Monday, August 13, 2007

Math class really is tough!

Obviously Barbie was just anticipating the latest research :-)

However, NewScientist is still well behind the times, bleating recently that:
The most urgent problem for UK science is the shortage of enthusiastic new recruits. The proportion of teenagers choosing to study physics at ages 16 and 18 is in free fall. The situation in engineering and maths is little better and in chemistry things are starting to decline too. Just about everyone bar the government accepts that the root cause is a shortage of schoolteachers qualified in these subjects to inspire pupils. There will be no solution until this is officially accepted...
The "shortage of new recruits" is, I assert, merely the free market speaking: achieving a useful level of skill in scientific subjects is hard, and those who are capable of it can get much greater rewards (certainly in financial terms) elsewhere. Note that even with the current supposedly "hard" science A-Levels, some universities have switched to 4 years rather than 3 for their degree courses, at least for people who are considering research.

I find it disturbing that people can seriously propose that all we need is smooth-talking teachers to con pupils into a low-paid and insecure job with stringent intellectual demands, severe competition for jobs and high failure rate, when they would be substantially better off elsewhere. As I've mentioned before, an average estate agent in the UK earns 50% more than a scientist, and if you want to consider careers with perhaps more comparable intellectual demands, an average GP earns about 3 times as much, and has a secure job for life too. I'm not saying that these people aren't worth their salaries, but for anyone who is considering becoming a scientist, and who thinks that they might want to buy a house (say) at some point in their adult lives, bear in mind that this is the sort of financial competition you'll be up against.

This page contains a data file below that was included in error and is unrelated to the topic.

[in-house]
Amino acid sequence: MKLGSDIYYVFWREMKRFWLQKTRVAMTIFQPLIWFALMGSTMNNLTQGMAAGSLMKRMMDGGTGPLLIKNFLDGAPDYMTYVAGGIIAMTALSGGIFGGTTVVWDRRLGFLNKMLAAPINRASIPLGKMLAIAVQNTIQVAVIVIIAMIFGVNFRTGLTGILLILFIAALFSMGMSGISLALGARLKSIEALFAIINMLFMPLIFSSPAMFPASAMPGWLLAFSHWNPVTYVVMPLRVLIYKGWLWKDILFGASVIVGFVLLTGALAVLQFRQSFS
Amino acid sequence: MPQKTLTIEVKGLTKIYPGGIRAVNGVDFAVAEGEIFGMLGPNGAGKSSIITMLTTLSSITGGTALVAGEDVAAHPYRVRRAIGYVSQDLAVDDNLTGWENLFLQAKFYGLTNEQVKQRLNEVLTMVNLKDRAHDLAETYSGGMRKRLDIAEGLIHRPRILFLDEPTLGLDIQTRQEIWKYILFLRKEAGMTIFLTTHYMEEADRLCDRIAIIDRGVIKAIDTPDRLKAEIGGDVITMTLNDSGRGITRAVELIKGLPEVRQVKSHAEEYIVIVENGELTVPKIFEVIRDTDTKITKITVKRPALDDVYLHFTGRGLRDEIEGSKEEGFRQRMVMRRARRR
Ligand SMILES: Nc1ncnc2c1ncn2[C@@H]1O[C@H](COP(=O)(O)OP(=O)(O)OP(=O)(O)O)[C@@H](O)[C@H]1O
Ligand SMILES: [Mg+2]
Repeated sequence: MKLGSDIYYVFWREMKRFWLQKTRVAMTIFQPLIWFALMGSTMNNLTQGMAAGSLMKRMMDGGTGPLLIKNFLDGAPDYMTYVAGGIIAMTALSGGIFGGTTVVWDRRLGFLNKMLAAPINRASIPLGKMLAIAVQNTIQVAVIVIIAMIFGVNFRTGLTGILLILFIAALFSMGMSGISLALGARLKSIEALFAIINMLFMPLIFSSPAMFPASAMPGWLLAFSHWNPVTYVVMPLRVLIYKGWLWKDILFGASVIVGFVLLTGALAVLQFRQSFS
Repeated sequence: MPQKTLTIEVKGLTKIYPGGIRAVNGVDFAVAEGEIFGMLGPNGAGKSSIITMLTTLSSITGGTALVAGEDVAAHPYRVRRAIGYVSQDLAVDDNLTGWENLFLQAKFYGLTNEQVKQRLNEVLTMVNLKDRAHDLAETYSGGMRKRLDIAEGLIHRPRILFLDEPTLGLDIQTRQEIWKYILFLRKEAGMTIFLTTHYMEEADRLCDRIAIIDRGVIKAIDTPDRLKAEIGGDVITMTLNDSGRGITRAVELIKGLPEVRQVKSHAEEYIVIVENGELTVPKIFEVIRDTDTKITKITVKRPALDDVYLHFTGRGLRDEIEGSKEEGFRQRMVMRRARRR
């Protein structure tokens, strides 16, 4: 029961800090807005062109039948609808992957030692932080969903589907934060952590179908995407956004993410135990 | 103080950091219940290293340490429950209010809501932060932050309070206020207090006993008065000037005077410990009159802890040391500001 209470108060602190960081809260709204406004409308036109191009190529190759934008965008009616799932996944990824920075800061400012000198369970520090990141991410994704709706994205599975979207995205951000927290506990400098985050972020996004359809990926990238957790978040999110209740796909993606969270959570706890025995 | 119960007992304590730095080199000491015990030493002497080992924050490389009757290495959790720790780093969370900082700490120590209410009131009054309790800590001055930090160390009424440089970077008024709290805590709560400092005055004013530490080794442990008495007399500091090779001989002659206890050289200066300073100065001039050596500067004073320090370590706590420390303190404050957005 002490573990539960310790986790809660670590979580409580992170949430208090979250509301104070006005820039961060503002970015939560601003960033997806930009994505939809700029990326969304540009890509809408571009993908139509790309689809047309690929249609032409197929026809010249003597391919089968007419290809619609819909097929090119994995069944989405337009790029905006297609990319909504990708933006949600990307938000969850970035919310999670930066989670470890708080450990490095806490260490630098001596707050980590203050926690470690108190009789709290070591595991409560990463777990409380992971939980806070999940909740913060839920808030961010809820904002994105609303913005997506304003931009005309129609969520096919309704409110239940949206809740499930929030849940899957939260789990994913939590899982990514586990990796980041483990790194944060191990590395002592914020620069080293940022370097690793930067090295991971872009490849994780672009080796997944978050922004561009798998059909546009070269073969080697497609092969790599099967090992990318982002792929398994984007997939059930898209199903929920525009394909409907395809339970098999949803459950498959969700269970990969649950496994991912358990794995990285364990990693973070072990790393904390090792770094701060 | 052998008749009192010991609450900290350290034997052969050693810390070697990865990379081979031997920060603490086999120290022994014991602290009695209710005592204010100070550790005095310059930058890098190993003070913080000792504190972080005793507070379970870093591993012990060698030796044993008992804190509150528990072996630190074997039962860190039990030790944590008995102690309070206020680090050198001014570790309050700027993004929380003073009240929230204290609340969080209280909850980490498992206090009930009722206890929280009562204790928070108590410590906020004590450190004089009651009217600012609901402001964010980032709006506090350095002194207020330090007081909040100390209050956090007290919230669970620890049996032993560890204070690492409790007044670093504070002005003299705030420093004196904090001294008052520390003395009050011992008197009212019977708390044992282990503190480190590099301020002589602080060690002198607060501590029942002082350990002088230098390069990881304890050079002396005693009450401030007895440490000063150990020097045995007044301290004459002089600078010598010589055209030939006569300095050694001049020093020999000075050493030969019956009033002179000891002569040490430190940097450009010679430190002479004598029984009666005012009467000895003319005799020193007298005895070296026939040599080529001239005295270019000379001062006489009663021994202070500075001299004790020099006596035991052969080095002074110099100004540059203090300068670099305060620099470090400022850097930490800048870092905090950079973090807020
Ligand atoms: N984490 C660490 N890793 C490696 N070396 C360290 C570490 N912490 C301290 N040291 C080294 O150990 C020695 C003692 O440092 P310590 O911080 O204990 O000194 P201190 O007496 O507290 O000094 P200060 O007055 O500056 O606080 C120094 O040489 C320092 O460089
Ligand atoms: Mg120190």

Of course I should acknowledge that there are good things about being a scientist, especially for the eccentrics and independently-monied :-) But for normal people, it's a rather poor choice, and I'd rather see people talking openly about the real problems than papering over the cracks. Yet more innocent post-doc fodder is most certainly not what we need.

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